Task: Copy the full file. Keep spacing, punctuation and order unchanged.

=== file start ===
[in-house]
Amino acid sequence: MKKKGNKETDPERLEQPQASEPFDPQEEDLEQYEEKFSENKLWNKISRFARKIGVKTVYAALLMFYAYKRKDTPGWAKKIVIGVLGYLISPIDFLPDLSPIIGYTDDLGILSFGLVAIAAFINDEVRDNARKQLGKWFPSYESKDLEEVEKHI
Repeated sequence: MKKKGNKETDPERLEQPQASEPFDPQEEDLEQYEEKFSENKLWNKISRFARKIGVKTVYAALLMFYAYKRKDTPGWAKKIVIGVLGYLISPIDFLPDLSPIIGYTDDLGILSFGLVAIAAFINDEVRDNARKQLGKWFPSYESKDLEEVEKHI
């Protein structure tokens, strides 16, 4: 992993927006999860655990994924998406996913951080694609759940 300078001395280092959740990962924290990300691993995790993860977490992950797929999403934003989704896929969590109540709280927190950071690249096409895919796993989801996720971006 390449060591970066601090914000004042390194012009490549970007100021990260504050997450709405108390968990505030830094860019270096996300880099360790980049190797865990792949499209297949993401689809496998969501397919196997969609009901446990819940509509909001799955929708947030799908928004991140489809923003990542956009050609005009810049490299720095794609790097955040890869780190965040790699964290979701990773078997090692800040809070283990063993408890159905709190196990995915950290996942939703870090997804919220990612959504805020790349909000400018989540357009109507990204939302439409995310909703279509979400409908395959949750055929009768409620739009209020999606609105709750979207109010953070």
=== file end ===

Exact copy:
[in-house]
Amino acid sequence: MKKKGNKETDPERLEQPQASEPFDPQEEDLEQYEEKFSENKLWNKISRFARKIGVKTVYAALLMFYAYKRKDTPGWAKKIVIGVLGYLISPIDFLPDLSPIIGYTDDLGILSFGLVAIAAFINDEVRDNARKQLGKWFPSYESKDLEEVEKHI
Repeated sequence: MKKKGNKETDPERLEQPQASEPFDPQEEDLEQYEEKFSENKLWNKISRFARKIGVKTVYAALLMFYAYKRKDTPGWAKKIVIGVLGYLISPIDFLPDLSPIIGYTDDLGILSFGLVAIAAFINDEVRDNARKQLGKWFPSYESKDLEEVEKHI
């Protein structure tokens, strides 16, 4: 992993927006999860655990994924998406996913951080694609759940 300078001395280092959740990962924290990300691993995790993860977490992950797929999403934003989704896929969590109540709280927190950071690249096409895919796993989801996720971006 390449060591970066601090914000004042390194012009490549970007100021990260504050997450709405108390968990505030830094860019270096996300880099360790980049190797865990792949499209297949993401689809496998969501397919196997969609009901446990819940509509909001799955929708947030799908928004991140489809923003990542956009050609005009810049490299720095794609790097955040890869780190965040790699964290979701990773078997090692800040809070283990063993408890159905709190196990995915950290996942939703870090997804919220990612959504805020790349909000400018989540357009109507990204939302439409995310909703279509979400409908395959949750055929009768409620739009209020999606609105709750979207109010953070």